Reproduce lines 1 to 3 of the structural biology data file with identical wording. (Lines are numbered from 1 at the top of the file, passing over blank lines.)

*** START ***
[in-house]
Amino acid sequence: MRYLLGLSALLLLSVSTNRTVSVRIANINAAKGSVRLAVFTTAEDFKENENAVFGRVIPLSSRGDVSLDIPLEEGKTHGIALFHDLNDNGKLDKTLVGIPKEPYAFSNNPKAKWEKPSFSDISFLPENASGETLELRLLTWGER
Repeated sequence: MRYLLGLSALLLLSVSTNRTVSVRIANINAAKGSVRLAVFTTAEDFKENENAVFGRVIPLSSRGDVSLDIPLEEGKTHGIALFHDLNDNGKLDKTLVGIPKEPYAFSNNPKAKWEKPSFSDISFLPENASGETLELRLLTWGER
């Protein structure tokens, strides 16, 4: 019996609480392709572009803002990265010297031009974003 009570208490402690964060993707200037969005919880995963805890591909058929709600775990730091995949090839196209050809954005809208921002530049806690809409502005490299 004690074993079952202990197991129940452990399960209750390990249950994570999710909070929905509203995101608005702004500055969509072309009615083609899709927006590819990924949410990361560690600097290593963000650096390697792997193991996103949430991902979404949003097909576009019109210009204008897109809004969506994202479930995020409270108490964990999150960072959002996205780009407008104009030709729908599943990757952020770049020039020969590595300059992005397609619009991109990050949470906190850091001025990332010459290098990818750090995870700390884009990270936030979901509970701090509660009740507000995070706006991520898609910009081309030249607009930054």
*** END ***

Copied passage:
[in-house]
Amino acid sequence: MRYLLGLSALLLLSVSTNRTVSVRIANINAAKGSVRLAVFTTAEDFKENENAVFGRVIPLSSRGDVSLDIPLEEGKTHGIALFHDLNDNGKLDKTLVGIPKEPYAFSNNPKAKWEKPSFSDISFLPENASGETLELRLLTWGER
Repeated sequence: MRYLLGLSALLLLSVSTNRTVSVRIANINAAKGSVRLAVFTTAEDFKENENAVFGRVIPLSSRGDVSLDIPLEEGKTHGIALFHDLNDNGKLDKTLVGIPKEPYAFSNNPKAKWEKPSFSDISFLPENASGETLELRLLTWGER